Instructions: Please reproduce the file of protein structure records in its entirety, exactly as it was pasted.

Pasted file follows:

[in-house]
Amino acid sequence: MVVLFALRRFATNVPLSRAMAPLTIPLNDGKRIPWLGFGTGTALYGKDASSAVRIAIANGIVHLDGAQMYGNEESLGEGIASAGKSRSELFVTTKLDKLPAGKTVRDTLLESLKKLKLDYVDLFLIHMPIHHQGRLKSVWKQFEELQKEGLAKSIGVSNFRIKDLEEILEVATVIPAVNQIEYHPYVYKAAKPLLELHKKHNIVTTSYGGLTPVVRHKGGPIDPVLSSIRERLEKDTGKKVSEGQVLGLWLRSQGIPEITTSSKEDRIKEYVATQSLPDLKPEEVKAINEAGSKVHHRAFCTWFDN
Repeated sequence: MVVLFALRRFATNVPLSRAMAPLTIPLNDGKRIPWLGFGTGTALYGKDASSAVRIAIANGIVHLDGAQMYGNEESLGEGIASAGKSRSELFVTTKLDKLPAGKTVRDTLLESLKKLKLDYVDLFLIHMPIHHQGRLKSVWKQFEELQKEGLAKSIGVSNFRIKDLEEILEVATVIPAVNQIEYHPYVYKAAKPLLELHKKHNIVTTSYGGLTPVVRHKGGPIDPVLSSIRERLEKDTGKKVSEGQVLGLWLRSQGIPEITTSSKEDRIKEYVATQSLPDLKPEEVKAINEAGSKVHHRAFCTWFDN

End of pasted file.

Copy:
[in-house]
Amino acid sequence: MVVLFALRRFATNVPLSRAMAPLTIPLNDGKRIPWLGFGTGTALYGKDASSAVRIAIANGIVHLDGAQMYGNEESLGEGIASAGKSRSELFVTTKLDKLPAGKTVRDTLLESLKKLKLDYVDLFLIHMPIHHQGRLKSVWKQFEELQKEGLAKSIGVSNFRIKDLEEILEVATVIPAVNQIEYHPYVYKAAKPLLELHKKHNIVTTSYGGLTPVVRHKGGPIDPVLSSIRERLEKDTGKKVSEGQVLGLWLRSQGIPEITTSSKEDRIKEYVATQSLPDLKPEEVKAINEAGSKVHHRAFCTWFDN
Repeated sequence: MVVLFALRRFATNVPLSRAMAPLTIPLNDGKRIPWLGFGTGTALYGKDASSAVRIAIANGIVHLDGAQMYGNEESLGEGIASAGKSRSELFVTTKLDKLPAGKTVRDTLLESLKKLKLDYVDLFLIHMPIHHQGRLKSVWKQFEELQKEGLAKSIGVSNFRIKDLEEILEVATVIPAVNQIEYHPYVYKAAKPLLELHKKHNIVTTSYGGLTPVVRHKGGPIDPVLSSIRERLEKDTGKKVSEGQVLGLWLRSQGIPEITTSSKEDRIKEYVATQSLPDLKPEEVKAINEAGSKVHHRAFCTWFDN